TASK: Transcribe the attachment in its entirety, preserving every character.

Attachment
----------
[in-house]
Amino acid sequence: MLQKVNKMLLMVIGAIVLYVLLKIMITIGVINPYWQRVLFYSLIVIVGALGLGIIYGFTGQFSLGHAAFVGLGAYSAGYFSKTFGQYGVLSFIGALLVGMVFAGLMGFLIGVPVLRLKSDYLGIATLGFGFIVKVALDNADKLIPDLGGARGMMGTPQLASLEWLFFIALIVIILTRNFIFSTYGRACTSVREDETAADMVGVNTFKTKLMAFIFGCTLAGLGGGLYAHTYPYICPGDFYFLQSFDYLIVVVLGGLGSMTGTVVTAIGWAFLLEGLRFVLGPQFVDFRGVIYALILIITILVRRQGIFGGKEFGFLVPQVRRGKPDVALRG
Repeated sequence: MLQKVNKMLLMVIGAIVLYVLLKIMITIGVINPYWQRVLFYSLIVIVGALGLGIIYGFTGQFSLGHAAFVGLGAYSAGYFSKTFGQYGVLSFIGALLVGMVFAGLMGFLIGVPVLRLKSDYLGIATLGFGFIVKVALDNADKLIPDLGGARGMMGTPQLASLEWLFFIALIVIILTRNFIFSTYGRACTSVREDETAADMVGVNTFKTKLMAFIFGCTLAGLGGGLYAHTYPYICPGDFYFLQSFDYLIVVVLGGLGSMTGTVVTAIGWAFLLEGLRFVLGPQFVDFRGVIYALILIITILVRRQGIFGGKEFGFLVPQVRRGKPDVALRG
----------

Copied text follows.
[in-house]
Amino acid sequence: MLQKVNKMLLMVIGAIVLYVLLKIMITIGVINPYWQRVLFYSLIVIVGALGLGIIYGFTGQFSLGHAAFVGLGAYSAGYFSKTFGQYGVLSFIGALLVGMVFAGLMGFLIGVPVLRLKSDYLGIATLGFGFIVKVALDNADKLIPDLGGARGMMGTPQLASLEWLFFIALIVIILTRNFIFSTYGRACTSVREDETAADMVGVNTFKTKLMAFIFGCTLAGLGGGLYAHTYPYICPGDFYFLQSFDYLIVVVLGGLGSMTGTVVTAIGWAFLLEGLRFVLGPQFVDFRGVIYALILIITILVRRQGIFGGKEFGFLVPQVRRGKPDVALRG
Repeated sequence: MLQKVNKMLLMVIGAIVLYVLLKIMITIGVINPYWQRVLFYSLIVIVGALGLGIIYGFTGQFSLGHAAFVGLGAYSAGYFSKTFGQYGVLSFIGALLVGMVFAGLMGFLIGVPVLRLKSDYLGIATLGFGFIVKVALDNADKLIPDLGGARGMMGTPQLASLEWLFFIALIVIILTRNFIFSTYGRACTSVREDETAADMVGVNTFKTKLMAFIFGCTLAGLGGGLYAHTYPYICPGDFYFLQSFDYLIVVVLGGLGSMTGTVVTAIGWAFLLEGLRFVLGPQFVDFRGVIYALILIITILVRRQGIFGGKEFGFLVPQVRRGKPDVALRG